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If you could teach the world one thing

28 April 2005

Apparently, 2005 is Einstein Year and on that occasion Sandy Starr & co at Spiked! have surveyed 250 scientists and educators (including 11 Nobel winners) about what they believe is the most important thing to teach/learn about science.

The theory of evolution is way up there, as are methods of science and relations between humans and nature. Some point blank refused to answer like, Gerardus 't Hooft from Utrecht who, contends "spiked's question sounds exactly like the question often asked by students - 'what parts of the text in this book should I learn, to pass my test, and which parts may I skip?' I refuse to answer that."

The whole survey is attractively summarised by Sandy Starr, and it's quite fun to browse through what these opionion-movers and shakers feel is worthy braintertainment today.

Stop the secrecy: Publish the NHS COVID data deals


To: Matt Hancock, Secretary of State for Health and Social Care

We’re calling on you to immediately release details of the secret NHS data deals struck with private companies, to deliver the NHS COVID-19 datastore.

We, the public, deserve to know exactly how our personal information has been traded in this ‘unprecedented’ deal with US tech giants like Google, and firms linked to Donald Trump (Palantir) and Vote Leave (Faculty AI).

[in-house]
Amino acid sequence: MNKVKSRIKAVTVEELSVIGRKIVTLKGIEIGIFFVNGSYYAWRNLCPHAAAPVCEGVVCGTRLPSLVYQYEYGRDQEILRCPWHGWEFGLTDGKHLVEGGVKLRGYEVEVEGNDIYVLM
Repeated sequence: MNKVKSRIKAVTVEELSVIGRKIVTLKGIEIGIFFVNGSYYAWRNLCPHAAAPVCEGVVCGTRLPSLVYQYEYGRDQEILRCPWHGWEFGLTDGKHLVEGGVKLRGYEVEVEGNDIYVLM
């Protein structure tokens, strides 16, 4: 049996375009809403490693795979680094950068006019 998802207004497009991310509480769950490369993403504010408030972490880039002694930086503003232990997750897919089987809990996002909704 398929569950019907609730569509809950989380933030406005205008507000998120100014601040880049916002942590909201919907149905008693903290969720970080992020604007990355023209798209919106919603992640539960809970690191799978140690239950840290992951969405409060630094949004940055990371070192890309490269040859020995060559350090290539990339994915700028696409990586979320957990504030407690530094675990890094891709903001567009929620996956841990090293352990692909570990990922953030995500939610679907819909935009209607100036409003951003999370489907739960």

The COVID-19 datastore will hold private, personal information about every single one of us who relies on the NHS. We don’t want our personal data falling into the wrong hands.

And we don’t want private companies – many with poor reputations for protecting privacy – using it for their own commercial purposes, or to undermine the NHS.

The datastore could be an important tool in tackling the pandemic. But for it to be a success, the public has to be able to trust it.

Today, we urgently call on you to publish all the data-sharing agreements, data-impact assessments, and details of how the private companies stand to profit from their involvement.

The NHS is a precious public institution. Any involvement from private companies should be open to public scrutiny and debate. We need more transparency during this pandemic – not less.


By adding my name to this campaign, I authorise openDemocracy and Foxglove to keep me updated about their important work.

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